The Mass we have now IS a bad translation. How they got "And also with you" out "Et cum spiritu tuo" is beyond me. Notice other languages, such as Spanish, didn't have this problem, they respond correctly with "Y con tu espirito."

I am so excited for the new changes: the more poetic, theological language I pray will increase reverence and mystery in the Mass and point us toward heaven. I am sick of the liturgical improvisation that happens on any given Sunday in many parishes in the US.

In the last 30 years Mass attendance has dropped (CNN/FOX/NBC are constantly quoting a poll citing that only 30% of Catholics attend Sunday Mass regularly). This Mass does not bear fruit. They rarely inspire awe and mystery of the Sacrifice of the Lamb....Eastern Liturgies (and I have been to many) do bear fruit. They are beautiful, reverent, and draw our souls up to God.

I also look forward to the day when the priest and people are facing the same direction....There is a reason it is called the Holy Sacrifice of the Mass. When the priest and people face the same way (the dreaded "turning the back on the people!!!) the sacrifice of the Mass is ordered to God, and the priest and people are one in praying the Mass. What could be more beautiful? The first time I saw Mass done this way, when the priest elevated the chalice, I was reminded of the Old Testament, and the priests of Melchizedeck in the Holy of Holies, offering the sacrifices for the people.

Contrary to what you may feel, I (and others like me) don't have an "agenda"...we just want an authentically Catholic liturgy that edifies and challenges us to holiness, not mediocrity. I'm 22 years old and I am tired of guitars in Mass, random hand-holding, and irreverance. I love Gregorian chant, I love palliums, and I love being CATHOLIC. I love that our Church has beautiful traditions (even if they are....GASP..."medieval") beacuse we shouldn't look like the rest of the world. When I walk in to Church, it shouldn't look like a warehouse. How does that set my mind on the heavens? It does not. I'm young, I like Gregorian chant, elaborate vestments, and what John Paul the Great said, "radical, evangelical style." So..bring on the "And also with your spirit" because the new springtime has arrived.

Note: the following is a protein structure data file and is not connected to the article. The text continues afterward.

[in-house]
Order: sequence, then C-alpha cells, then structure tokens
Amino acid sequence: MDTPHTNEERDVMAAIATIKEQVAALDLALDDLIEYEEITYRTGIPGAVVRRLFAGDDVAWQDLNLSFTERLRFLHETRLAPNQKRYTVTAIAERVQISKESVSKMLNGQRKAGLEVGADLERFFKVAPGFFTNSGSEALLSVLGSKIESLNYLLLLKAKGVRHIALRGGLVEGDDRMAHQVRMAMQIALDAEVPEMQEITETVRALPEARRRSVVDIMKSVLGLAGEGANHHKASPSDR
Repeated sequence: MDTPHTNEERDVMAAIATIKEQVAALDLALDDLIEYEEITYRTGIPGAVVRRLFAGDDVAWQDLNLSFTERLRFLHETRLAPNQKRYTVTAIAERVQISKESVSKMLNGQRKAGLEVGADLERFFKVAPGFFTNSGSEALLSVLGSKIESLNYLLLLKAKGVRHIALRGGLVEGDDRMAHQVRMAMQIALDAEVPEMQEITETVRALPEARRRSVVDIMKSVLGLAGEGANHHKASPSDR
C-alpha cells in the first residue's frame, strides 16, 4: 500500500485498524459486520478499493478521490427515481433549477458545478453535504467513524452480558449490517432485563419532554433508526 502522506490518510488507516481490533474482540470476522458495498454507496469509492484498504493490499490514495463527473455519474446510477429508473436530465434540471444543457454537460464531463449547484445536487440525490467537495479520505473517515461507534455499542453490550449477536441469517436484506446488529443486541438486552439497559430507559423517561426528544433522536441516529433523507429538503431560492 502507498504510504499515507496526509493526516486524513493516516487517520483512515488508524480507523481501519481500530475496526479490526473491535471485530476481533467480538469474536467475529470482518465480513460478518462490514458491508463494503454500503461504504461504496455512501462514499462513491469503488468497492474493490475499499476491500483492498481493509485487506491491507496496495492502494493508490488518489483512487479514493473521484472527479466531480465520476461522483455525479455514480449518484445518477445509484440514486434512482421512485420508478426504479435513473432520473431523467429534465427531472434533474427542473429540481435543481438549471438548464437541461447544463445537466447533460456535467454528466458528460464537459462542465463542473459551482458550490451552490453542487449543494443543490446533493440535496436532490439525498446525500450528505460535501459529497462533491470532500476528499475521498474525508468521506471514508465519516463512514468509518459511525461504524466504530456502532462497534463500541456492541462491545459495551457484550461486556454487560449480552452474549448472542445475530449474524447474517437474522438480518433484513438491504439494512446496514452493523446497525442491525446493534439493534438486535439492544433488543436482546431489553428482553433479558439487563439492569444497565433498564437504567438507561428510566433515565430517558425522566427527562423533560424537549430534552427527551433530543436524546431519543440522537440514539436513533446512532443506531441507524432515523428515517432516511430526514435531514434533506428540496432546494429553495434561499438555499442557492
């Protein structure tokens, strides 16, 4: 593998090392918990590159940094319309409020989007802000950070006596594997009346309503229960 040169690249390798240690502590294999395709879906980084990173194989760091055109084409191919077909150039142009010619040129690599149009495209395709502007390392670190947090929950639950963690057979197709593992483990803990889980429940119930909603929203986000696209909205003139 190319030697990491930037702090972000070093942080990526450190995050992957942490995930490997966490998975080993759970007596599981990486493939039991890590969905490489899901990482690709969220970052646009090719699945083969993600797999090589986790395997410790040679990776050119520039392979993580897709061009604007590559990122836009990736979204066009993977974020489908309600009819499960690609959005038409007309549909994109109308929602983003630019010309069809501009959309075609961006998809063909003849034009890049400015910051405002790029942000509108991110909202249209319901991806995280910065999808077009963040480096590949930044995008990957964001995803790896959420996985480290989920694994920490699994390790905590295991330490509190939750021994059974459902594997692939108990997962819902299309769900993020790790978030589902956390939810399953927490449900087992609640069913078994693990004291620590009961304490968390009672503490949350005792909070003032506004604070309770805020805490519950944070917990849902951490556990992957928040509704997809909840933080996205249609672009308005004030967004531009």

At 5:17 PM, Anonymous anr said...

Okay, I'm a member of a Catholic parish that has a beautiful old building full of gold and mosaic and marble and statuary and candlelight. We have rigorously trained musicians, both professional and volunteer, and chant and elegant vestments and incense and all those delicious accoutrements. We have six Masses per weekend, all jam packed with young people. The people speak the responses with vigor. The people sing too; even the young men sing. There's a bus that brings people from a retirement home nearby. The parish school has a waiting list. There are twenty baptisms of adults every Easter vigil and another two dozen receptions into communion. The parish is the mainstay of a homeless shelter, a jobs center, and many other ministries. I could go on.

What kind of liturgy do you suppose is carried out by this living community that worships inside a work of art? Hmm? Modern. Devoted to the renewal. With attention to detail and a conscious decision to make the liturgy dignified and beautiful every single week.

It's not the language you pray in; it's the heart and soul and dedication and care and training you put into the prayer.

I'm sorry you grew up in a parish that didn't make its eucharistic liturgy -- the source and summit of our Christian lives -- beautiful enough to touch your heart. It's not the fault of the liturgy. It's the fault of some human being who didn't know enough (or care enough) to put enough time and thought and energy into this most important part of our lives together.

Since that person failed in their work, you're ready to throw out the work of the Council Fathers, which was clearly inspired by the Holy Spirit. See how pernicious bad liturgy can be!

(And see how heated up I get about it, too!)